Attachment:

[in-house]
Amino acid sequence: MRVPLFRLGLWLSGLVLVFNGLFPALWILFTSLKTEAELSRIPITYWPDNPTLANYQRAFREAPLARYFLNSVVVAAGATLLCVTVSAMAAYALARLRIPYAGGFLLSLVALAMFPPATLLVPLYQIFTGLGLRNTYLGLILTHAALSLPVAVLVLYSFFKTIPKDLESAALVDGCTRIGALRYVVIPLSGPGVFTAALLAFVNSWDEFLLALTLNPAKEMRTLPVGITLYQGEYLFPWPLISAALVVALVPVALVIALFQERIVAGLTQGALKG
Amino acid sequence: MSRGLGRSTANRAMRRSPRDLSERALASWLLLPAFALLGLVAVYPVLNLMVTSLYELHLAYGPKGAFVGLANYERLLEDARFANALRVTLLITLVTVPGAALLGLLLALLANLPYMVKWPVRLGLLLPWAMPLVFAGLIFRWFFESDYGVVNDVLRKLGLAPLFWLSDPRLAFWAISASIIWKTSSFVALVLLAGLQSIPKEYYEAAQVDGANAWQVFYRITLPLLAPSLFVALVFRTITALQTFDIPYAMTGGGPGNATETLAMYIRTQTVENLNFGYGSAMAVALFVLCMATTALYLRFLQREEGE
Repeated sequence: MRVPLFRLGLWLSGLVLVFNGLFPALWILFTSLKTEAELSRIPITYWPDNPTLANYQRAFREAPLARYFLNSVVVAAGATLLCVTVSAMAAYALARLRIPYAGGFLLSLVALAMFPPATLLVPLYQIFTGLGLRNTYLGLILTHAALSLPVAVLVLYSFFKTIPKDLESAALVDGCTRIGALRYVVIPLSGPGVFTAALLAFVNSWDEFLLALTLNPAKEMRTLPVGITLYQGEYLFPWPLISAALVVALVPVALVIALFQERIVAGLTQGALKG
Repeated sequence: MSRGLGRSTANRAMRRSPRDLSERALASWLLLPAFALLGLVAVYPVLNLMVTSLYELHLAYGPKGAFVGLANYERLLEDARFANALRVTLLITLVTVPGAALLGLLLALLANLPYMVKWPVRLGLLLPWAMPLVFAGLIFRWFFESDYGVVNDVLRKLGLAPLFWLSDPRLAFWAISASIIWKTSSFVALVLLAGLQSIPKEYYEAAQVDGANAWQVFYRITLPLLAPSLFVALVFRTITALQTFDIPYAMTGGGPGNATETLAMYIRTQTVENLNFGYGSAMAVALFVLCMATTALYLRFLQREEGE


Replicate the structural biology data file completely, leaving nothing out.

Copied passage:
[in-house]
Amino acid sequence: MRVPLFRLGLWLSGLVLVFNGLFPALWILFTSLKTEAELSRIPITYWPDNPTLANYQRAFREAPLARYFLNSVVVAAGATLLCVTVSAMAAYALARLRIPYAGGFLLSLVALAMFPPATLLVPLYQIFTGLGLRNTYLGLILTHAALSLPVAVLVLYSFFKTIPKDLESAALVDGCTRIGALRYVVIPLSGPGVFTAALLAFVNSWDEFLLALTLNPAKEMRTLPVGITLYQGEYLFPWPLISAALVVALVPVALVIALFQERIVAGLTQGALKG
Amino acid sequence: MSRGLGRSTANRAMRRSPRDLSERALASWLLLPAFALLGLVAVYPVLNLMVTSLYELHLAYGPKGAFVGLANYERLLEDARFANALRVTLLITLVTVPGAALLGLLLALLANLPYMVKWPVRLGLLLPWAMPLVFAGLIFRWFFESDYGVVNDVLRKLGLAPLFWLSDPRLAFWAISASIIWKTSSFVALVLLAGLQSIPKEYYEAAQVDGANAWQVFYRITLPLLAPSLFVALVFRTITALQTFDIPYAMTGGGPGNATETLAMYIRTQTVENLNFGYGSAMAVALFVLCMATTALYLRFLQREEGE
Repeated sequence: MRVPLFRLGLWLSGLVLVFNGLFPALWILFTSLKTEAELSRIPITYWPDNPTLANYQRAFREAPLARYFLNSVVVAAGATLLCVTVSAMAAYALARLRIPYAGGFLLSLVALAMFPPATLLVPLYQIFTGLGLRNTYLGLILTHAALSLPVAVLVLYSFFKTIPKDLESAALVDGCTRIGALRYVVIPLSGPGVFTAALLAFVNSWDEFLLALTLNPAKEMRTLPVGITLYQGEYLFPWPLISAALVVALVPVALVIALFQERIVAGLTQGALKG
Repeated sequence: MSRGLGRSTANRAMRRSPRDLSERALASWLLLPAFALLGLVAVYPVLNLMVTSLYELHLAYGPKGAFVGLANYERLLEDARFANALRVTLLITLVTVPGAALLGLLLALLANLPYMVKWPVRLGLLLPWAMPLVFAGLIFRWFFESDYGVVNDVLRKLGLAPLFWLSDPRLAFWAISASIIWKTSSFVALVLLAGLQSIPKEYYEAAQVDGANAWQVFYRITLPLLAPSLFVALVFRTITALQTFDIPYAMTGGGPGNATETLAMYIRTQTVENLNFGYGSAMAVALFVLCMATTALYLRFLQREEGE